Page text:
I want to create a structure in C++ in which some of its elements are arrays (as the following code). I would like to allow the user to declare the number of variables, i.e., nVar, from the console (like what commented in the main function). This is while C++ forces me to declare a constant and global variable for nVar.
Is there a way to resolve my problem? Many thanks in advance.
This is while C++ forces me to declare a constant and global variable for nVar.
Actually this is a misunderstanding. You can use dynamic memory allocation if you so desire. However since you're using C++ if you use a std::vector then you can avoid the horrible dynamic memory allocations and still have runtime length for your "array".
Thanks for your comment. But I do not want to make them dynamic. What I only want is to allow the user to declare the number of variables. The length of these arrays will remain the same throughout the run time.
Well, the size of the arrays inside the struct has to be known at compile time. If you don't want to use std::vector you can either specify some large enough size and only use nVar of the elements, or you could make them pointers (or std::unique_ptr) and allocate the arrays using new (or std::make_unique).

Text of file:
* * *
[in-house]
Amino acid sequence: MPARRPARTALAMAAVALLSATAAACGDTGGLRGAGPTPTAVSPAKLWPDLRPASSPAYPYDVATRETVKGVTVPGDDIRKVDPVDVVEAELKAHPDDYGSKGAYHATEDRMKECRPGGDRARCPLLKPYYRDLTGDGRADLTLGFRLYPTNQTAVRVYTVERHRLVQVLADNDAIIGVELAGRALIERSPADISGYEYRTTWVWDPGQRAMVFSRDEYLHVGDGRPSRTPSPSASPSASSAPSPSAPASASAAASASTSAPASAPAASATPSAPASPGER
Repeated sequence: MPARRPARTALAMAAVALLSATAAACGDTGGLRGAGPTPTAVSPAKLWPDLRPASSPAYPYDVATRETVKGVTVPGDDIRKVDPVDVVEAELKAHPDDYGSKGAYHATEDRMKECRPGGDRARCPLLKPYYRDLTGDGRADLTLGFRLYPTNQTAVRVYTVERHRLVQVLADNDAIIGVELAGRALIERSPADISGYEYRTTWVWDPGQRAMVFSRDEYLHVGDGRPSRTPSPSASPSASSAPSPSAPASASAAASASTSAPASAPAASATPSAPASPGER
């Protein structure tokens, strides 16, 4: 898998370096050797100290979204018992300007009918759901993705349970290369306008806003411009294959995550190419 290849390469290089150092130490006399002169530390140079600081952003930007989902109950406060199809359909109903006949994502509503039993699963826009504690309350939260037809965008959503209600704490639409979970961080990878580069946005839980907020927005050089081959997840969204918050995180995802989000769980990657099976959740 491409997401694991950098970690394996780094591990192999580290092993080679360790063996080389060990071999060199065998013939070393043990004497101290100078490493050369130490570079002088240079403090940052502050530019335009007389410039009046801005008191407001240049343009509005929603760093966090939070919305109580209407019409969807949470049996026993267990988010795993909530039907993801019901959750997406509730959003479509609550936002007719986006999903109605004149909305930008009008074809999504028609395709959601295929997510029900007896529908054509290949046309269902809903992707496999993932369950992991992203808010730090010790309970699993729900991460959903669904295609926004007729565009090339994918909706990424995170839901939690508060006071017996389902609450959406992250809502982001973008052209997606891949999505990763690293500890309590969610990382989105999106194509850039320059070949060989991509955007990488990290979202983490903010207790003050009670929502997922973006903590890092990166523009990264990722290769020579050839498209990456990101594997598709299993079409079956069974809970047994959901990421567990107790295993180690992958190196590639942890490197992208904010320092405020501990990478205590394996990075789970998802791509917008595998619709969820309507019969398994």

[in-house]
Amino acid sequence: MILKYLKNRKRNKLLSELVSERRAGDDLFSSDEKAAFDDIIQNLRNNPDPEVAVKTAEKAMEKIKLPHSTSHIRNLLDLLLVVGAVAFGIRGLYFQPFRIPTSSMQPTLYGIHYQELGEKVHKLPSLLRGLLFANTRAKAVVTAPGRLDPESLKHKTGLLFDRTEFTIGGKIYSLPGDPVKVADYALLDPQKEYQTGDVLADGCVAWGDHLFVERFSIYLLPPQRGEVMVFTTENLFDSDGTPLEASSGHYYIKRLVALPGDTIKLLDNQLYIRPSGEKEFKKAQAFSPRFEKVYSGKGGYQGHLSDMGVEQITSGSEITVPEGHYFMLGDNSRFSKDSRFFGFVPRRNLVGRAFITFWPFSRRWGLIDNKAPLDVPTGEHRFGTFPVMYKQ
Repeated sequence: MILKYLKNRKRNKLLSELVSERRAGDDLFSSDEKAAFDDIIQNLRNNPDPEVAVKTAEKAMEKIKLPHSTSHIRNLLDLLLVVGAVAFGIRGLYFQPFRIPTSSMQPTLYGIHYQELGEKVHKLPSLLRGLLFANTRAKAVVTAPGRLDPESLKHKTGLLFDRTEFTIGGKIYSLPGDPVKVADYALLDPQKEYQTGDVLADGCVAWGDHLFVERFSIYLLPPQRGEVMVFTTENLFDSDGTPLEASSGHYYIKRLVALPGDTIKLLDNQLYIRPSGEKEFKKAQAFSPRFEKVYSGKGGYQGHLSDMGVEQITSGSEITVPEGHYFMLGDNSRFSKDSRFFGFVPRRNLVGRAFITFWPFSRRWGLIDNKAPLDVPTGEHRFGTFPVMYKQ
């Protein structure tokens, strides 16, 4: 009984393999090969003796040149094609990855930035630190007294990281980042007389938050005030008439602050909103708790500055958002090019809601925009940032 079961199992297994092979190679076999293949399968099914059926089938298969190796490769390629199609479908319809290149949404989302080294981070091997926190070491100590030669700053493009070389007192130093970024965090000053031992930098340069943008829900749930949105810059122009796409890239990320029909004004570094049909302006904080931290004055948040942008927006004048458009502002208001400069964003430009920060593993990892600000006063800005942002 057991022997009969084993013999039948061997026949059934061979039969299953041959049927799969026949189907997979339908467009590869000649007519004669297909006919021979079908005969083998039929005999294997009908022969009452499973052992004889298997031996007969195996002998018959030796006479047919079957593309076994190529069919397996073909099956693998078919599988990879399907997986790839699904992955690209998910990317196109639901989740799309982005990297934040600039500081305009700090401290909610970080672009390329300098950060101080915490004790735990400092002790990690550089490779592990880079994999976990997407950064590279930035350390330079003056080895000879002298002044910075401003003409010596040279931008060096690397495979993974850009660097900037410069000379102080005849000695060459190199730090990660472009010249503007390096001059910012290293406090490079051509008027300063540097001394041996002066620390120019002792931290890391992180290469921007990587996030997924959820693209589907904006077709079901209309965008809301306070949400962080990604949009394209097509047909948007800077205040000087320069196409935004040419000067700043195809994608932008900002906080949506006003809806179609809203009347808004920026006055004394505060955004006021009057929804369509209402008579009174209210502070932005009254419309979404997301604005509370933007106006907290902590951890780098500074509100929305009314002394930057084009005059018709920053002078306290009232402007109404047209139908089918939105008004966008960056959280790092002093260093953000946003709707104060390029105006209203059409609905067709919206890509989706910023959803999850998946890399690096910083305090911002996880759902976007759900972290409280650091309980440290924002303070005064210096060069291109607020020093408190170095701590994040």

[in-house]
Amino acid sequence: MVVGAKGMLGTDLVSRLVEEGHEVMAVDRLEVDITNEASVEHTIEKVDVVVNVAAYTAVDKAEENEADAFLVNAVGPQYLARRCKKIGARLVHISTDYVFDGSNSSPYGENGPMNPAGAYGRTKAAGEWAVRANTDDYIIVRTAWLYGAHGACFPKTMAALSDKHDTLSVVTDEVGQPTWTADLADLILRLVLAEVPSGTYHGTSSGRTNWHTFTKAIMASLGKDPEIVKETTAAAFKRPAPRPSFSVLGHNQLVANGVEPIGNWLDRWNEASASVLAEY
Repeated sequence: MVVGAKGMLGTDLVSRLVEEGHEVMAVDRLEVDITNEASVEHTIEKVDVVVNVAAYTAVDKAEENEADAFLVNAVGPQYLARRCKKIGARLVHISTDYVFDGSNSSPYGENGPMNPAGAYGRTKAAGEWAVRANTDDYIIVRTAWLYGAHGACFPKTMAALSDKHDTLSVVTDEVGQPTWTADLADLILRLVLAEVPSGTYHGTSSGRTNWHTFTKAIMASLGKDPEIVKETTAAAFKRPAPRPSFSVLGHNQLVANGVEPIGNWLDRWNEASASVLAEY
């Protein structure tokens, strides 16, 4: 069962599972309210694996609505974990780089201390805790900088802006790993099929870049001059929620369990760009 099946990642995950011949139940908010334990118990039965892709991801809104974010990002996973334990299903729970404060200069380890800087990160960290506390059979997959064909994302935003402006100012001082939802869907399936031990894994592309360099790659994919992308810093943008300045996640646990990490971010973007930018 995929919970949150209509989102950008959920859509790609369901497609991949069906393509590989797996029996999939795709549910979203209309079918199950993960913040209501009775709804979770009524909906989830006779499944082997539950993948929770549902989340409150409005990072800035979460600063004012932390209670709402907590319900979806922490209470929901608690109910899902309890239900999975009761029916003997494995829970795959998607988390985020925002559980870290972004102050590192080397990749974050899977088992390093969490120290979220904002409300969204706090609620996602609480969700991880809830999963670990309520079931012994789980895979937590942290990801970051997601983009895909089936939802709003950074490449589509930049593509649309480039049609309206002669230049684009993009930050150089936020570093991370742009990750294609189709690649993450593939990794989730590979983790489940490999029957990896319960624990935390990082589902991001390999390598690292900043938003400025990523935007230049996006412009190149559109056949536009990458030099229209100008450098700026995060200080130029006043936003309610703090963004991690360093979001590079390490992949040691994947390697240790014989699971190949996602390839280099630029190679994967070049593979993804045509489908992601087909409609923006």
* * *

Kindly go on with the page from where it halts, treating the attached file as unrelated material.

dynamic does not have to mean that it will change size, it just means its not known at compile time here. If you make it a pointer and new it ONCE only, it won't change in size (because you only did it ONCE), its fixed in size to what you took from the user, but its variable across runs of the program. If you want to make it shrink or grow in the program, you can do that too, but you won't do it by accident -- you are really just playing smoke and mirrors (and a lot of copying) with where the pointer points to and how big that block is, and its a royal pain to manage by hand (this is what vectors do for you).
just do this..
cin >> size;
type * arr = new type[size];
... and its fixed at size until you explicitly do something else
end of program;
That is all you have to do. But this is preferred:
vector<type> arr(size); //done deal.
arr etc like array.
no delete or anything else needed.
this vector will NOT resize or do anything weird if you just use  notation and treat it like an array. It can be resized, using push back or other tools, but if you don't use them, it won't.